Samsung Displays Sets the Future for Tablets

This week, most of the team was at CES in Las Vegas, so we were unable to get a full issue out of both our newsletters, so we’ve created a combined issue, rather than missing a week. We have always promised 48 issues per year, although we exceed that each year, to allow for the effects of having to cover shows such as CES and IFA.

Next week, we’ll get out our full report on the event, but we’ve put some highlights together for this issue. From last year’s team of two reporters, we had five this time, so there will be a different balance in our coverage. The bigger team was also more efficient as we could reduce the amount spent between the various venues and hotel suites.

My personal highlight was very clear. Last year, Samsung Display was showing a flexible OLED that was really amazing, but the company swore us to secrecy. That was very frustrating, although some details were released after an investor’s conference in September and we were able to report that.

This January, we were not banned from reporting on the display, but were not allowed to take pictures. The product idea that really excited us was a “tri-fold” flexible display that was about the size of a large smartphone or phablet, although somewhat thicker. The exciting part is when you unclip the device, it becomes a 10″ tablet. Now, a 10″ tablet that fits in your pocket is something that will really transform the out of home tablet user. I remarked that the user is not likely to want to open up the clips to see inside for simple messages, and there was frantic scribbling as we talked about the kind of display that needs to be on the outside.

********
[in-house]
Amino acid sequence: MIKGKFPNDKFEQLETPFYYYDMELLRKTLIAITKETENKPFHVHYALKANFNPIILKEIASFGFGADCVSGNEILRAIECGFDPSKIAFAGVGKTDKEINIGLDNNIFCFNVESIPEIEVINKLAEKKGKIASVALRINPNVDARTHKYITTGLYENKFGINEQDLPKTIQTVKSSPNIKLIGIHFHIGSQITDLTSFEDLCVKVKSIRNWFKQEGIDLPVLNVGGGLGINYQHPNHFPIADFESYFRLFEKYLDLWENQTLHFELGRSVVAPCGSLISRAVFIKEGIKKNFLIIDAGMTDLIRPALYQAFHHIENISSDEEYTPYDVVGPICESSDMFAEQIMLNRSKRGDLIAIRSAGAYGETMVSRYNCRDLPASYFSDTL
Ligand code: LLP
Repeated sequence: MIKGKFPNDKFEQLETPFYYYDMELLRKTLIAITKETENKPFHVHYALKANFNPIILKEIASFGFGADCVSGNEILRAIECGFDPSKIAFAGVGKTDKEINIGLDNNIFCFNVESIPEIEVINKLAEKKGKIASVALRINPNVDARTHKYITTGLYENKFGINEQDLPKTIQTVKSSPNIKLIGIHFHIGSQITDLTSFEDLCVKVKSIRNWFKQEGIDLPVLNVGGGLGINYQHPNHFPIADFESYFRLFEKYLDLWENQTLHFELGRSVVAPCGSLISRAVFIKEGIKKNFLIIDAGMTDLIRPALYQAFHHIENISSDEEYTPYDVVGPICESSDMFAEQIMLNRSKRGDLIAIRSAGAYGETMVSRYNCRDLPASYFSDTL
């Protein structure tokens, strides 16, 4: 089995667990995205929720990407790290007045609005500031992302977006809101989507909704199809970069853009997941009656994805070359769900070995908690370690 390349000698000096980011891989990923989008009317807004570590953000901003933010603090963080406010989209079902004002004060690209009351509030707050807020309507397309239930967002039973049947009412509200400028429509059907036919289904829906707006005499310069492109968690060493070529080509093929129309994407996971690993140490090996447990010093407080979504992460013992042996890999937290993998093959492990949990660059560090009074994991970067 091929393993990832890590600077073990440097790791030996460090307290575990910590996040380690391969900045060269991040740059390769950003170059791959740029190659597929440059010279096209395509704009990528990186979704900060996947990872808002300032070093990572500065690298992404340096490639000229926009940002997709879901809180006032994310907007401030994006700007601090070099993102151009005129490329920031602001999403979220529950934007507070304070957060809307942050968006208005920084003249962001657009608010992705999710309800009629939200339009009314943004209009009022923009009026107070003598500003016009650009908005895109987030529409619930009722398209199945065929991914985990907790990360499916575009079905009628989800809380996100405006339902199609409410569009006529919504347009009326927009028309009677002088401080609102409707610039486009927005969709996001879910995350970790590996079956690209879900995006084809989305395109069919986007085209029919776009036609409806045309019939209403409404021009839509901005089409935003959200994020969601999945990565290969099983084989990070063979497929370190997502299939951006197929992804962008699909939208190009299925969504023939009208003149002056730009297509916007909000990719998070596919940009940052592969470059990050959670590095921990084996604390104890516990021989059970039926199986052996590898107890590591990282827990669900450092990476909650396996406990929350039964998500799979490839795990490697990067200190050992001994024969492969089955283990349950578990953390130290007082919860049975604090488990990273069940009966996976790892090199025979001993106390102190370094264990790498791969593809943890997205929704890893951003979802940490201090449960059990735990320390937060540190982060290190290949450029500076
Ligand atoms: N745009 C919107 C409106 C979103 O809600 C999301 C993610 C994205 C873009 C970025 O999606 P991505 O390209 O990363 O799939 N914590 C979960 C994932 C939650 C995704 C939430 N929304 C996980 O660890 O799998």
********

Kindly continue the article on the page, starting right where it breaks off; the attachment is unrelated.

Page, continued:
A second design showed a phablet-sized flip phone that folded in half. Unlike previous flip phones, this one had almost all the “inner” surface as a single display.

A third demonstration showed the same display being rolled and unrolled continuously on a spool. We heard last year that full bend testing had been done for 100,000 bends (hmmm…. by a strange coincidence (?), that’s the same number that Cambrios quotes in the testing of its silver nanowire materials!).

The only, slight, downside is that the minimum bend radius is around 10mm, so where there is a bend, the phone tends to be quite thick.

Performance is what you would expect from an OLED, and the basic display was used in the Galaxy Note Edge, so it’s good. We were concerned about durability, but the firm told us that it would be as good as the Note Edge.

On the big display side, Samsung was also showing a “video wall” arrangement of 2 X 2 55″ OLED transparent displays. These are rated as having 30% transmission, with a target of 50%. There should be a big demand for systems based on this kind of display for high end stores, hotels and corporate reception areas. Having live video and data on a transparent screen has been the dream of architects and designers for a long time. They hate the “black hole” effect of traditional large displays. (of course, transparent displays can’t really produce black – we discussed the idea of using a liquid crystal shutter just for this purpose!)

It looks as though the world won’t have to wait long for these new concepts to come to life.

It’s amazing to me that such exciting new products are possible and will make today’s tablets, phones and public displays look obsolete in just a few years.